If you’ve read my About page, you know that the quasi-namesake of this blog is a collection of aphorisms by Friedrich Nietzsche. I didn’t name the blog after Nietzsche’s collection as such, the phrase just came to me when I was thinking of appropriate titles and it only occurred to me after the fact that it might be construed as a Nietzsche reference. In one of those amusing little twists of circumstance, it has now quite clearly become a retrospective Nietzsche reference, as I’m at this precise moment writing the preamble of an article discussing first the title itself (mine or Nietzsche’s?), and then an aphorism from Friedrich’s collection. Before I begin, I should probably make it clear that I make no claims to being a Nietzsche scholar, or indeed a Nietzsche fanatic. He’s just one among the many philosophers in whose works I find ideas worth thinking about and discussing. My interpretations are my own (as far as can be said of such things) and are, of course, entirely open to disagreement and refutation.

Anyway, what exactly does “man alone with himself” refer to? For me, there are at least two ways of interpreting it. One, perhaps the more obvious of the two, refers to the fact that writing is something one does “alone with oneself”. Basically, right now I’m having a “conversation” in my head and transcribing it1. Seeing that (as far as I know), “I” am the only inhabitant of my head, I must be having this conversation alone with myself. Hopefully, dear reader, you exist and are at this very moment (well, not this moment, which is mine, but that moment, which for you is “this very moment”) taking in the results of this soliloquy. The truth is though, that I don’t write for you. I write to help myself structure the otherwise chaotic stream of ideas careening around in my “teetering bulb of dread and dream”2. I contend that all writing and all creation is like this – composing music, making films and painting pictures are no different. We may hope that others will understand and value our creations, but they can only be interfaced with (read, watched, listened to) after we have created them. Fundamentally, the act of creation is something we do alone with ourselves3.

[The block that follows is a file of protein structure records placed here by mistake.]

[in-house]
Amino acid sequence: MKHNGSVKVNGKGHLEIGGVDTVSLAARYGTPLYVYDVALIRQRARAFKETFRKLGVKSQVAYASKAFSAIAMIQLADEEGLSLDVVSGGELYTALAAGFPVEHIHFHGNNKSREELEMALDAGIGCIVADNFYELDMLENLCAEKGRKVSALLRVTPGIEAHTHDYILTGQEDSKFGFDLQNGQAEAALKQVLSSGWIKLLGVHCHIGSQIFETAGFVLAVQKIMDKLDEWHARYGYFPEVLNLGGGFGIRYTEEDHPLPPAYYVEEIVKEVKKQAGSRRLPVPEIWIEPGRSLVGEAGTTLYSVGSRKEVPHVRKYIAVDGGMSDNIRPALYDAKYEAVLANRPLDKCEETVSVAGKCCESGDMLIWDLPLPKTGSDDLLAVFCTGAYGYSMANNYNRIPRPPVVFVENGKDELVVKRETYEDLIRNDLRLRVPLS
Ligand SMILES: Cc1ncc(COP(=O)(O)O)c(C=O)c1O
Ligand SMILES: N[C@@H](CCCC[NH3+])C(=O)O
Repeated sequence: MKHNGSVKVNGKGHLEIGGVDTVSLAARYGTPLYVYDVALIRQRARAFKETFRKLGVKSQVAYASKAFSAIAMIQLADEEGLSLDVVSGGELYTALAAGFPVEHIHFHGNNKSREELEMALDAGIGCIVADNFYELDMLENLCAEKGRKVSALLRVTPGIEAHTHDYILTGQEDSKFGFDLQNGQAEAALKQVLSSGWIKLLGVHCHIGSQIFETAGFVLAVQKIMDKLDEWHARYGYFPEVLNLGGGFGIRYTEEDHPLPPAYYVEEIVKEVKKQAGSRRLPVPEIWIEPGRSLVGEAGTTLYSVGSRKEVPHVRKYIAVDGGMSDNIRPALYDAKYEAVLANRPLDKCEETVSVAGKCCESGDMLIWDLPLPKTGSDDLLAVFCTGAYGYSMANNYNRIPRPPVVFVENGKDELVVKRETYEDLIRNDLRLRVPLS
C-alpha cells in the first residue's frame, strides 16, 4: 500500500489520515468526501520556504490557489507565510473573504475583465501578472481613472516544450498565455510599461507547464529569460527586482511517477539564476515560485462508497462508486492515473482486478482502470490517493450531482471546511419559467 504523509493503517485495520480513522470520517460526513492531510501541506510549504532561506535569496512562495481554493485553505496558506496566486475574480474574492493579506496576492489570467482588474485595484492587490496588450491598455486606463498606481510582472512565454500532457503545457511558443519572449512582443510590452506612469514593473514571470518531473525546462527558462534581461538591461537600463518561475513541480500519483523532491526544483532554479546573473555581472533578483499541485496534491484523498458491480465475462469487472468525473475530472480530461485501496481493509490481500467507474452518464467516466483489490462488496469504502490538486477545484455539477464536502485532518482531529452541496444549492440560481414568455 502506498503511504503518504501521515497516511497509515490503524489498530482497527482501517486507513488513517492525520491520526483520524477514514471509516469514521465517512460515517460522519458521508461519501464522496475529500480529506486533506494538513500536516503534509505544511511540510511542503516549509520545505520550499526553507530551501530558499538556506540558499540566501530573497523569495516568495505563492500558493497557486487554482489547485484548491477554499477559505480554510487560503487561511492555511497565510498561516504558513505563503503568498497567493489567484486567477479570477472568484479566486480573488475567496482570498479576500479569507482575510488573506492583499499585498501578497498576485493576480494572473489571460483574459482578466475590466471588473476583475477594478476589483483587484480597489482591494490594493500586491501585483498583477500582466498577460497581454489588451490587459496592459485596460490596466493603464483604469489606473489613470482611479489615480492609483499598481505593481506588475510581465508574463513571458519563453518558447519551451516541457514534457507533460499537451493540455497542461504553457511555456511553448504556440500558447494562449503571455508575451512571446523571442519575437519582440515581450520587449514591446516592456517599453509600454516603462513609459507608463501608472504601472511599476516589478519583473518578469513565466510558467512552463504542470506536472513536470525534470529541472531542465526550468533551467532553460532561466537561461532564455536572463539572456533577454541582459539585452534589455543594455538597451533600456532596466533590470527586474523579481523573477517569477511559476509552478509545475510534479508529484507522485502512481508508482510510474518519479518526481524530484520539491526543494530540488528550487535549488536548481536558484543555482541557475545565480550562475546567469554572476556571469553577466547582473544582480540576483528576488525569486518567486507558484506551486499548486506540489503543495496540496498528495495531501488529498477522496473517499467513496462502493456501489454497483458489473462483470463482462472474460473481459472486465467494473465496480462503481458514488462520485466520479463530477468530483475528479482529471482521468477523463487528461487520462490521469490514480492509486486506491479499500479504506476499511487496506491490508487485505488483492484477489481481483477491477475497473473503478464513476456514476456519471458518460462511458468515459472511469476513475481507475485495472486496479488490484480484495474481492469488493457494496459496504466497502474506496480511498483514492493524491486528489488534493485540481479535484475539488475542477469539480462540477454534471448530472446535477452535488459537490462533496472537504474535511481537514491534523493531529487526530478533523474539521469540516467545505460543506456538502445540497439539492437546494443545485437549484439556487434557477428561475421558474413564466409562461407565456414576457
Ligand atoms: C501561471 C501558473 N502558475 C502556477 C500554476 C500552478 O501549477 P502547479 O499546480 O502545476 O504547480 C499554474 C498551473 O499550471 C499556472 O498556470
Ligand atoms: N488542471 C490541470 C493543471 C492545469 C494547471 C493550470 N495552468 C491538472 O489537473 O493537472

Another, perhaps more profound, way of thinking about the phrase “man alone with himself” is to think of “man” as “mankind”, which in these more enlightened times we might translate as “humankind”. As a symbolic species investigating the causes and attributes of the reality in which we find ourselves, we humans are profoundly alone. Some of the present gaps in our understanding are undoubtedly the result of the perspective bias that results from our particular size, speed, location, fragility, etc. Of course we use many fancy instruments to extend our perspective way out into the vastness of the cosmos or way down to the level of the ultra-itty-bitty-small, but our perspective bias continues to constrain what we can perceive and how we can think about it. Understandably, we find it especially difficult to be objective about ourselves. We have difficulty treating the elements of our experience as scientific objects. Consciousness, free will and death are notoriously difficult concepts to consider impartially. Perhaps if some other scientific species existed that could investigate us in the way we in turn investigate other species, they’d be able to convince us that there’s nothing mysterious about us being here or about us perceiving the world in the way we do; that we’re just another evolved species struggling to survive and understand, aided by the symbols we have invented…..OK probably not, but it might help.